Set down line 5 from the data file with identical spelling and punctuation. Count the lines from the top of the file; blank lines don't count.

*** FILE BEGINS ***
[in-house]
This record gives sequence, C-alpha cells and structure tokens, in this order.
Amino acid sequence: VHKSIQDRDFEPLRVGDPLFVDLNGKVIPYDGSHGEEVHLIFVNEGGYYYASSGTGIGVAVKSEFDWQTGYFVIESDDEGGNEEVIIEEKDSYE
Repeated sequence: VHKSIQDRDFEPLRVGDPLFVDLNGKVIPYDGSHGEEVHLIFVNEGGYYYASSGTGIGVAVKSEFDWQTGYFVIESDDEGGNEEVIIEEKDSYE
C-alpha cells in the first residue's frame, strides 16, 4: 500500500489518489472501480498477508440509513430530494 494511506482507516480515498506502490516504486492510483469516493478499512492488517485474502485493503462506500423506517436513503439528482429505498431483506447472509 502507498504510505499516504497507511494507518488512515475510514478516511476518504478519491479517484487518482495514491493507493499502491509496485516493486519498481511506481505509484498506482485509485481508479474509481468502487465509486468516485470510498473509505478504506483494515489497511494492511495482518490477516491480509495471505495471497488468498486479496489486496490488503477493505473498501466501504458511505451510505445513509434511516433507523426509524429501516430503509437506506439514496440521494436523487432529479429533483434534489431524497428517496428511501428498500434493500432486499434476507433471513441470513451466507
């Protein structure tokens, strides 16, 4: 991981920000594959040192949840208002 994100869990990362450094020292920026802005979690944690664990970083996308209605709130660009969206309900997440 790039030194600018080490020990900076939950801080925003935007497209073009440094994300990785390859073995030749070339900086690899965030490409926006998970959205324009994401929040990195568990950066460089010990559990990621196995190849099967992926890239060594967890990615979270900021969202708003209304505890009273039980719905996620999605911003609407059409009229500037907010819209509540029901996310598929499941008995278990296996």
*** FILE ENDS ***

C-alpha cells in the first residue's frame, strides 16, 4: 500500500489518489472501480498477508440509513430530494 494511506482507516480515498506502490516504486492510483469516493478499512492488517485474502485493503462506500423506517436513503439528482429505498431483506447472509 502507498504510505499516504497507511494507518488512515475510514478516511476518504478519491479517484487518482495514491493507493499502491509496485516493486519498481511506481505509484498506482485509485481508479474509481468502487465509486468516485470510498473509505478504506483494515489497511494492511495482518490477516491480509495471505495471497488468498486479496489486496490488503477493505473498501466501504458511505451510505445513509434511516433507523426509524429501516430503509437506506439514496440521494436523487432529479429533483434534489431524497428517496428511501428498500434493500432486499434476507433471513441470513451466507